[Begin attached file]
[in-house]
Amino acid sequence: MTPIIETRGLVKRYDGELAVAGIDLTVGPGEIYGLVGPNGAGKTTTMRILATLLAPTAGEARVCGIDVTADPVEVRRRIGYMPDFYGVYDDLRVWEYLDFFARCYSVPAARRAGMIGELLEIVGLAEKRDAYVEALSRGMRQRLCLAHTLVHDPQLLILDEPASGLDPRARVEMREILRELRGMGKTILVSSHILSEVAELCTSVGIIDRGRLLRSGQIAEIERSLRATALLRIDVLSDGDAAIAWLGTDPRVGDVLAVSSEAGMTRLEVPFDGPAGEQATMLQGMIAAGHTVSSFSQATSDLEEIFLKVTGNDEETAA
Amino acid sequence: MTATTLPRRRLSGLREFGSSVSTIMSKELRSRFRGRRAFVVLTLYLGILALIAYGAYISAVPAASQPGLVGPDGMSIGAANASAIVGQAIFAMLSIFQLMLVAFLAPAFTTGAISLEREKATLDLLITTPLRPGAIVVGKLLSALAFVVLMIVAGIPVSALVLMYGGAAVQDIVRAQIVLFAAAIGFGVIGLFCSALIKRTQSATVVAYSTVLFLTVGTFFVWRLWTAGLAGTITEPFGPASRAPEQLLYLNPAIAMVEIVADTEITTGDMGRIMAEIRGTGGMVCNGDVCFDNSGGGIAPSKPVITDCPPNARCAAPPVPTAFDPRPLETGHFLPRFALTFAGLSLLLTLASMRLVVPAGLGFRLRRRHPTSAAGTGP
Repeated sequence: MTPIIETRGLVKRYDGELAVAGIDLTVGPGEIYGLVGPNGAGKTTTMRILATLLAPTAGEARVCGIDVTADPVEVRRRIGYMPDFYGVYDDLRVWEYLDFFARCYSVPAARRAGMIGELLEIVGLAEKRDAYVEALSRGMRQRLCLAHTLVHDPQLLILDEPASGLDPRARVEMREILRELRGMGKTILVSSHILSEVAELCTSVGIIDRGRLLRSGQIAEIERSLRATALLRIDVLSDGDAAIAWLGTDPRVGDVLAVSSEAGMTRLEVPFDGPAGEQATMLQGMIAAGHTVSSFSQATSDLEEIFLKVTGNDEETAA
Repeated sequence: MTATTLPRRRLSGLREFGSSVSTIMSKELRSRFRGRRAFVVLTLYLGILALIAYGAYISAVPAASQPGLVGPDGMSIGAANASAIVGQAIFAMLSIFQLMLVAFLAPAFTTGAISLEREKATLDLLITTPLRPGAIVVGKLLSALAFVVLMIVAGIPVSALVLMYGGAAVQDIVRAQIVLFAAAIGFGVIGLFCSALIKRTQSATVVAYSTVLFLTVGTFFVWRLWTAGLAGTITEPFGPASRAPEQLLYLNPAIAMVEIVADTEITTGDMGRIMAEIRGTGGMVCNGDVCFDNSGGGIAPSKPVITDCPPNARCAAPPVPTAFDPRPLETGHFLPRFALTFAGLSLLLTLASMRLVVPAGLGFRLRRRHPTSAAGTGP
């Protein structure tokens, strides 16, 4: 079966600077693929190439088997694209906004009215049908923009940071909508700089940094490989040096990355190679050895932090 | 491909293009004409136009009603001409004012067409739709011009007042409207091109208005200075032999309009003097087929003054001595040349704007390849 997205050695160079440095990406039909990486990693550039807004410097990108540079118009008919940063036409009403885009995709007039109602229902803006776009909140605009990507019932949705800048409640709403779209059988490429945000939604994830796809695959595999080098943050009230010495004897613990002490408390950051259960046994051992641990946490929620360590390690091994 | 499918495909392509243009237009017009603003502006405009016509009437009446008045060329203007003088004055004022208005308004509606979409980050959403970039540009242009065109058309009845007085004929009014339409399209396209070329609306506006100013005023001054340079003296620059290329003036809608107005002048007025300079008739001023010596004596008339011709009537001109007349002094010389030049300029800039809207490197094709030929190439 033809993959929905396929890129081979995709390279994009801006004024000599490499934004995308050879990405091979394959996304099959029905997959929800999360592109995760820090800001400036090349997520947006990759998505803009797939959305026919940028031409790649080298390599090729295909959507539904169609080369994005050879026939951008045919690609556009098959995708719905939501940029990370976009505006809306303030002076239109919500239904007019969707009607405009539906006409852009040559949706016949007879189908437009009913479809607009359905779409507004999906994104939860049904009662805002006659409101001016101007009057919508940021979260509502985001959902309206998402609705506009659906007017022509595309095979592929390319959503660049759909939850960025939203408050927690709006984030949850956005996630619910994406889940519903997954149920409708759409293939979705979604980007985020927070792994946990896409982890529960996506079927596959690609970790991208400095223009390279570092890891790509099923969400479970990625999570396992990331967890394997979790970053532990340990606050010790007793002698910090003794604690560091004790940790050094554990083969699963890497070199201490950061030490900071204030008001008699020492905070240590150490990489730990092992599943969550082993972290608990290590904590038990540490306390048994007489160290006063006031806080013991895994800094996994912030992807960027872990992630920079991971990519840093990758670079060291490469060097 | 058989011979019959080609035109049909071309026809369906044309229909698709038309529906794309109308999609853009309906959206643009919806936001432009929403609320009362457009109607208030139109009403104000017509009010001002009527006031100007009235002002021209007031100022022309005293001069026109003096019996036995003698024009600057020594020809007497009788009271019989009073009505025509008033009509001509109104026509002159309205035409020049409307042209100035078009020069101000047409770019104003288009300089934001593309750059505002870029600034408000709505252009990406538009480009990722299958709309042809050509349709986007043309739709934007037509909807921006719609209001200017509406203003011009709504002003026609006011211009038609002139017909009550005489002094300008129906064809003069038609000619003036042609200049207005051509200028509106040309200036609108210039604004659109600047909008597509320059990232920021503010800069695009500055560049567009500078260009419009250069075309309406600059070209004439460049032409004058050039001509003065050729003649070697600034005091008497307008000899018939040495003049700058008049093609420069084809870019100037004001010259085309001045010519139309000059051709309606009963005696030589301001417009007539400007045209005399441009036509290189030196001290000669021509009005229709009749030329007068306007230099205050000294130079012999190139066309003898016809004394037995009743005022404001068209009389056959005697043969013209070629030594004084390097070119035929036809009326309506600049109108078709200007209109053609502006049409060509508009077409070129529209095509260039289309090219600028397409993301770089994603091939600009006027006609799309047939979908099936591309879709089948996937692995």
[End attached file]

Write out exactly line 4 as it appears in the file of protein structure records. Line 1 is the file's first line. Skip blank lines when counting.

Repeated sequence: MTPIIETRGLVKRYDGELAVAGIDLTVGPGEIYGLVGPNGAGKTTTMRILATLLAPTAGEARVCGIDVTADPVEVRRRIGYMPDFYGVYDDLRVWEYLDFFARCYSVPAARRAGMIGELLEIVGLAEKRDAYVEALSRGMRQRLCLAHTLVHDPQLLILDEPASGLDPRARVEMREILRELRGMGKTILVSSHILSEVAELCTSVGIIDRGRLLRSGQIAEIERSLRATALLRIDVLSDGDAAIAWLGTDPRVGDVLAVSSEAGMTRLEVPFDGPAGEQATMLQGMIAAGHTVSSFSQATSDLEEIFLKVTGNDEETAA